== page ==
17 Maria March 26, 2015 at 10:24 pm

this is beautiful! What an amazing presentation!


18 Mina @ Grow Cook Eat April 1, 2015 at 2:59 am

That dish is stunning! We’ve just planted in our very first allotment (I’m not sure if that’s just a UK thing, but it’s a big of land you rent from the council to grow food on!) and are so excited about all the homemade produce we’ll get!

I have all these ingredients, except the cabbage, in my pantry, so I’ll definitely be trying it!


19 Elizabeth S. April 1, 2015 at 12:21 pm

I love cabbage and lentils! Barley… not so much. Or should I say, Barley and my digestive system just don’t get along. Do you have any suggestions for a substitute for the Barley? This dish is absolutely beautiful. I am very excited to give it a try. Thanks ~Elizabeth


20 Chery April 2, 2015 at 4:29 pm

Try quinoa or farro


21 oceanfrontcabin April 2, 2015 at 4:14 pm

Susan: I finally finished this and ended up making it with Napa cabbage that had darker green leaves than the green cabbage in my grocery store. I think it would have worked with Bok Choy leaves too if they are darker green. And I used just one cabbage layer mid-dish to keep it more tender. Anyway, it came out perfectly and we loved it. If I knew how, I’d attach a photo.

Thanks so much for the recipe!


22 Chery April 2, 2015 at 4:27 pm

If you have a juicer, you can juice those tougher outer leaves, and the leaves of broccoli too.


23 Savita @ ChefDeHome April 3, 2015 at 4:31 pm

This stuffed cabbage sure looks very beautiful. Use of barley and lentils are certainly my taste. My family loves lentils and this looks like will be great for our Sunday family dinner! thanks for sharing, Susan! loved the recipe.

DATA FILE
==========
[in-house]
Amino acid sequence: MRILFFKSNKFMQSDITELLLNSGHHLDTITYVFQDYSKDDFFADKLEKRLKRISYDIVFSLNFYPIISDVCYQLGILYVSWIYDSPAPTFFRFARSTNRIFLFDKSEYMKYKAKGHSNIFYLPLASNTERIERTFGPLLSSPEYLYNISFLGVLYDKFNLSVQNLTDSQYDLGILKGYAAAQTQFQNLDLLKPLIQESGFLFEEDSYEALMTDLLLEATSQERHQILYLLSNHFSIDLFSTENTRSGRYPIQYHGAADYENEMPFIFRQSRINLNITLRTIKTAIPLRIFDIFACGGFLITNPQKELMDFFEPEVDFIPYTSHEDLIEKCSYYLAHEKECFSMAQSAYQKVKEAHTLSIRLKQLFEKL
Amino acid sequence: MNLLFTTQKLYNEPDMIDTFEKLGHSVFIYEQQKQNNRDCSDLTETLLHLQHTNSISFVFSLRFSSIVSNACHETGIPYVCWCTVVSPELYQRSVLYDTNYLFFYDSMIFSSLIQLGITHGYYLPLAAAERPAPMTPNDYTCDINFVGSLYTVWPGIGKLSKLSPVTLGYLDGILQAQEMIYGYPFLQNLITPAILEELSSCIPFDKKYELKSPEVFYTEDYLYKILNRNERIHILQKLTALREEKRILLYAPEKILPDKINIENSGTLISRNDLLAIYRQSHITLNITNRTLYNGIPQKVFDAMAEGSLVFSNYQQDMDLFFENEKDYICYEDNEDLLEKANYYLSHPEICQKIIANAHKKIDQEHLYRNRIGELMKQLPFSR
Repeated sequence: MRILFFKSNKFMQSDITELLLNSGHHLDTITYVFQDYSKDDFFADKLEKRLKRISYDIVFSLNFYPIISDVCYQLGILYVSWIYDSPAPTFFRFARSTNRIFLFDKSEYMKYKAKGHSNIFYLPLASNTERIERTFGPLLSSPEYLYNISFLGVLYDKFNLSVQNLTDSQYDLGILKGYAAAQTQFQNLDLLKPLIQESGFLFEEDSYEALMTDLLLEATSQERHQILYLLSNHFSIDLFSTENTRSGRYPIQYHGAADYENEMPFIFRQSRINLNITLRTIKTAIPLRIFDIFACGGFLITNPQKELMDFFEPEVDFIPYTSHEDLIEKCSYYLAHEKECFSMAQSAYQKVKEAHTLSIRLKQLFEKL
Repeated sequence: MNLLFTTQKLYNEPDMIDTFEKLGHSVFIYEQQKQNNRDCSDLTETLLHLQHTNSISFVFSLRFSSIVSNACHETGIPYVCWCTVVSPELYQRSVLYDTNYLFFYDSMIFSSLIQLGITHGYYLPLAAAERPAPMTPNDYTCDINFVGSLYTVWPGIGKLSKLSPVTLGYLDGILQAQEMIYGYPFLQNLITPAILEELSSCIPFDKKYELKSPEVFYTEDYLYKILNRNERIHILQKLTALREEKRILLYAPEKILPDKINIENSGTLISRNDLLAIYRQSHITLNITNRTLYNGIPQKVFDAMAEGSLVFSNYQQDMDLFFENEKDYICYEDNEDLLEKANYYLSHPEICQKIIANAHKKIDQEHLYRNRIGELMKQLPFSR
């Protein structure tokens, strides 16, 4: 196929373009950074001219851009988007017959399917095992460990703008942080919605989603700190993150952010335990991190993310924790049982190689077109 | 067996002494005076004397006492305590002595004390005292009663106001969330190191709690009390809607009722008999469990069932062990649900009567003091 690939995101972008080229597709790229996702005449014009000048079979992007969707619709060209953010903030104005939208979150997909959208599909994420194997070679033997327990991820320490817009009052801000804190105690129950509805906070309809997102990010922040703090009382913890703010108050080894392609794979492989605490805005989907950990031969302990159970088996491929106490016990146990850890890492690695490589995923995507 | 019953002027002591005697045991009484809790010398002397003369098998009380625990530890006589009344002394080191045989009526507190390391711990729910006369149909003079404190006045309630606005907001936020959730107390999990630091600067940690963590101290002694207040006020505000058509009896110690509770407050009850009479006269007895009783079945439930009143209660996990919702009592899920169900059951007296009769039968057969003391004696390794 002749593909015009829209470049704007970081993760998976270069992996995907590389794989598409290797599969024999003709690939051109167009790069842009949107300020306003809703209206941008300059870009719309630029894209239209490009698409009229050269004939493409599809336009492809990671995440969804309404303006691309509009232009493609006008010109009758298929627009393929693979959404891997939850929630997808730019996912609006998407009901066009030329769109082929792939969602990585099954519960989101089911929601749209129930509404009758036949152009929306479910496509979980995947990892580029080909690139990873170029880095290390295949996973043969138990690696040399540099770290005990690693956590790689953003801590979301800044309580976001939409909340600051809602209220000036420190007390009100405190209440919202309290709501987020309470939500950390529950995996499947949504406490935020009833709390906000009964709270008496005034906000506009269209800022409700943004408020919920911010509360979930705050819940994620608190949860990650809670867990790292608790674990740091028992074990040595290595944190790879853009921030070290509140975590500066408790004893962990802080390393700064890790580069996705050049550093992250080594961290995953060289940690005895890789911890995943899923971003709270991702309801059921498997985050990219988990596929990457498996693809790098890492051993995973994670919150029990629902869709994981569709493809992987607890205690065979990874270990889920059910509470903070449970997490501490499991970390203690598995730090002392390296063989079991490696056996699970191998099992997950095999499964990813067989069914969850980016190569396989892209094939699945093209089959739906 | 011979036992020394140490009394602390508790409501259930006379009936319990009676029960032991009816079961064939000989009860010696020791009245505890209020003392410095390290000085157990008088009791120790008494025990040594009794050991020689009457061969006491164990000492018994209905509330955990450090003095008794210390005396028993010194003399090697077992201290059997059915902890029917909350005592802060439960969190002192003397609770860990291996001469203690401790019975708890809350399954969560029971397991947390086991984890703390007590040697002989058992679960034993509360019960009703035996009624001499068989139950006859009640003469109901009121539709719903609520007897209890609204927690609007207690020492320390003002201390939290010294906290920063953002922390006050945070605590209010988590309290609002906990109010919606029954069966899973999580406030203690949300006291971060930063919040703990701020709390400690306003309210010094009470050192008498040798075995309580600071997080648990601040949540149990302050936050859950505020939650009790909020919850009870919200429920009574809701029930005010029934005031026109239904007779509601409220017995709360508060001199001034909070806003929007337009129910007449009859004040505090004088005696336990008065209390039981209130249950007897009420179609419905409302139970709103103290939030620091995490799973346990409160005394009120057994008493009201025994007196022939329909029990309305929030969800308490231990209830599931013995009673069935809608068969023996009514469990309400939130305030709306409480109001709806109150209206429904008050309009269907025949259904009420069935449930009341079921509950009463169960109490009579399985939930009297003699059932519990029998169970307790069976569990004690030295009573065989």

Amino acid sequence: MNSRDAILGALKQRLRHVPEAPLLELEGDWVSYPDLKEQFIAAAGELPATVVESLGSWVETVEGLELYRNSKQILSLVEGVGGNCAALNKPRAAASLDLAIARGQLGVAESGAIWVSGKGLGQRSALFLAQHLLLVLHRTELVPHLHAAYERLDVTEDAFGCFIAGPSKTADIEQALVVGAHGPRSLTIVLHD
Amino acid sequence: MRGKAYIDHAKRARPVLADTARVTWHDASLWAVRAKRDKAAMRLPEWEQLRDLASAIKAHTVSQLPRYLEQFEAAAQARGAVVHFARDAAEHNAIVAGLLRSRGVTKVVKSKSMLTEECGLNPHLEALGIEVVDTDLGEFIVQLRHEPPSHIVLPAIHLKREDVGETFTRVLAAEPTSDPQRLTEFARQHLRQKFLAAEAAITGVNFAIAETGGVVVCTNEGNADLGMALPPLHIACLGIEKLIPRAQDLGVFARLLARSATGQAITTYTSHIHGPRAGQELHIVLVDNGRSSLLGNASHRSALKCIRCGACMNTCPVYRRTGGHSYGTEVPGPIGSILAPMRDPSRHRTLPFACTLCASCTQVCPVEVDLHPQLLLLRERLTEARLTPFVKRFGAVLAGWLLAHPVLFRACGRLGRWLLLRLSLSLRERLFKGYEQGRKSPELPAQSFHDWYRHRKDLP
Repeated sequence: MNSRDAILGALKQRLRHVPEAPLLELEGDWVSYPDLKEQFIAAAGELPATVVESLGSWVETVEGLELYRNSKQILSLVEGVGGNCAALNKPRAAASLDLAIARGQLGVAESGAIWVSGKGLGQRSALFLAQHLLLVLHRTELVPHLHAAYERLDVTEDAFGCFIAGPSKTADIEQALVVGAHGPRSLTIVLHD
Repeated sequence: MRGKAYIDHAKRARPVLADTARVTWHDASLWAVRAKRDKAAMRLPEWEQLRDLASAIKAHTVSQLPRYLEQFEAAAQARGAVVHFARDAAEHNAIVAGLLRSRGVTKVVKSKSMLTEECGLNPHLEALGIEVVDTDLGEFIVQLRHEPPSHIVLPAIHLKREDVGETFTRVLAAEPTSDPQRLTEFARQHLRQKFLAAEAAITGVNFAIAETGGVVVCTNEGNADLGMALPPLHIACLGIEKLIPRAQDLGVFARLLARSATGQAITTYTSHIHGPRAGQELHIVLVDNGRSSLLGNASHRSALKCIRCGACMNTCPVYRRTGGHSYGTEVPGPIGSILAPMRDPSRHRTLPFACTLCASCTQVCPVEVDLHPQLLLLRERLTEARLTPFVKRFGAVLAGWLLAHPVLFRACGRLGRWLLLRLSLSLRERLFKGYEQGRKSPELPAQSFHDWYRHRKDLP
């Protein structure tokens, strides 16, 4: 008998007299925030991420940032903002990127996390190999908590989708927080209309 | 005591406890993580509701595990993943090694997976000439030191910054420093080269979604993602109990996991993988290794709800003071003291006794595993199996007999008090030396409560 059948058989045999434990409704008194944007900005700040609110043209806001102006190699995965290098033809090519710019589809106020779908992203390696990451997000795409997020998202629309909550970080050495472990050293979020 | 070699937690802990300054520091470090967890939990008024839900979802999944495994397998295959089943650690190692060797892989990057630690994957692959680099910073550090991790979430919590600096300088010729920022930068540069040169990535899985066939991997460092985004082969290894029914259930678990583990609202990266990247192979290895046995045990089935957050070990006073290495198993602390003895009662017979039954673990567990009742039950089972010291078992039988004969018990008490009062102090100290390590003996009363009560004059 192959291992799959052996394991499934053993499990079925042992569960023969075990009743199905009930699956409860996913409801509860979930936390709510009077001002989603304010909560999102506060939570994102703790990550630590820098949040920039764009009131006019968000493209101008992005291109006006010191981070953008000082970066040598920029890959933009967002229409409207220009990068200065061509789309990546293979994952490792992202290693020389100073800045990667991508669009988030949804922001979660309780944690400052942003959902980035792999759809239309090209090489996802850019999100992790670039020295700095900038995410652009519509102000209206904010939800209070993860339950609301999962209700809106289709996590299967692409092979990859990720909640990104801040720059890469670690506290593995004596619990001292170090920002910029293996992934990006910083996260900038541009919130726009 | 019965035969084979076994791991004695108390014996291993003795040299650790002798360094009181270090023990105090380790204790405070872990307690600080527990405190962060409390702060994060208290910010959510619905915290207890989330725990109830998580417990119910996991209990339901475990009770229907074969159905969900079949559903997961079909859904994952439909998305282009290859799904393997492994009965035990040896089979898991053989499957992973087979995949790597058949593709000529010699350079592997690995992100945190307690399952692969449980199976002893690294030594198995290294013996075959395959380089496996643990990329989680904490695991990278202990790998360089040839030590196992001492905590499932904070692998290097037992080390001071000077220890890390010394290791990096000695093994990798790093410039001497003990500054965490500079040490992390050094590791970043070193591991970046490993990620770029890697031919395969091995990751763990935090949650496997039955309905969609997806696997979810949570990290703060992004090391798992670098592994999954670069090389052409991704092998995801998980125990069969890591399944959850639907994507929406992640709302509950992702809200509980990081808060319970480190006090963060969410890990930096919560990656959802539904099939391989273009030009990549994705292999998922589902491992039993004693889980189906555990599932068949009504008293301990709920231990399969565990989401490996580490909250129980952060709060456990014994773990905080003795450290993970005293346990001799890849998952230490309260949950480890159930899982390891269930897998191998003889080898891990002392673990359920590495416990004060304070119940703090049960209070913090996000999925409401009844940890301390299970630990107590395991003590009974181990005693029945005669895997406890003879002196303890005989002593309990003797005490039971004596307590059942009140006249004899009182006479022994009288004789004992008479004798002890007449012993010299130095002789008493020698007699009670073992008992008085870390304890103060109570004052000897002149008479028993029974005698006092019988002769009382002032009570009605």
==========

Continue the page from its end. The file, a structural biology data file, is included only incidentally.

24 Sam April 3, 2015 at 6:16 pm


I hope you are doing fine and before I forget Happy Easter.

Further, I love all your recipes not that I can make it like you do.

I have a request. Can you come up with a good quality recipe with out loosing key nutrients for an INDIAN Bittermelon?

It will be a blessing recipe for someone suffering from diabetes.

Thank You. Have a nice evening.

Looking forward to hearing from you soon.



25 sylvie April 3, 2015 at 11:59 pm

Never seen such a pretty stuffed cabbage before. It’s really amazingly impressive!


26 Morten April 5, 2015 at 4:07 am

Hey Susan, what a beautiful and nourishing dish, would love to have some of that. Also couldn’t help notice you had some difficulties in the garden. Have you tried the mittleider method? with that its practically guaranteed to produce consistent yields of almost any vegetable every year.


27 Dana April 9, 2015 at 1:49 am

I made this for dinner earlier this week. What a win! It was totally delicious and pretty.


28 Jose April 9, 2015 at 2:09 pm

That cabbage stuffed with barley and lentils looks awsome. is my blog. Check it out.


29 Michele Chorman April 21, 2015 at 5:11 pm

I made this recipe for tonight’s dinner. It was great! My cabbage was small and not as green, so not as pretty. But we loved the taste and the presentation. It will probably be a staple around my house, especially on holidays. I could see that if I changed the basic spices, it could be Italian, or American. Something I might play with. But the spices as they are are so good and different. Very nice! Thanks. This site is my regular go-to spot for many many meals!


30 Evans June 19, 2015 at 1:58 am

Looks so delicious and healthy !!!! Will try it.


31 Rebecca December 9, 2015 at 4:49 pm

Ooh! I love, love this recipe! I added 4-5 dehydrated shiitake mushrooms (that I turned to powder in the spice grinder) and a splash of tamari just to amp up the umami flavor for my meat eating husband and he loved it! No “you know what would make this better, meat!” Comment at all. Thank you for this recipe.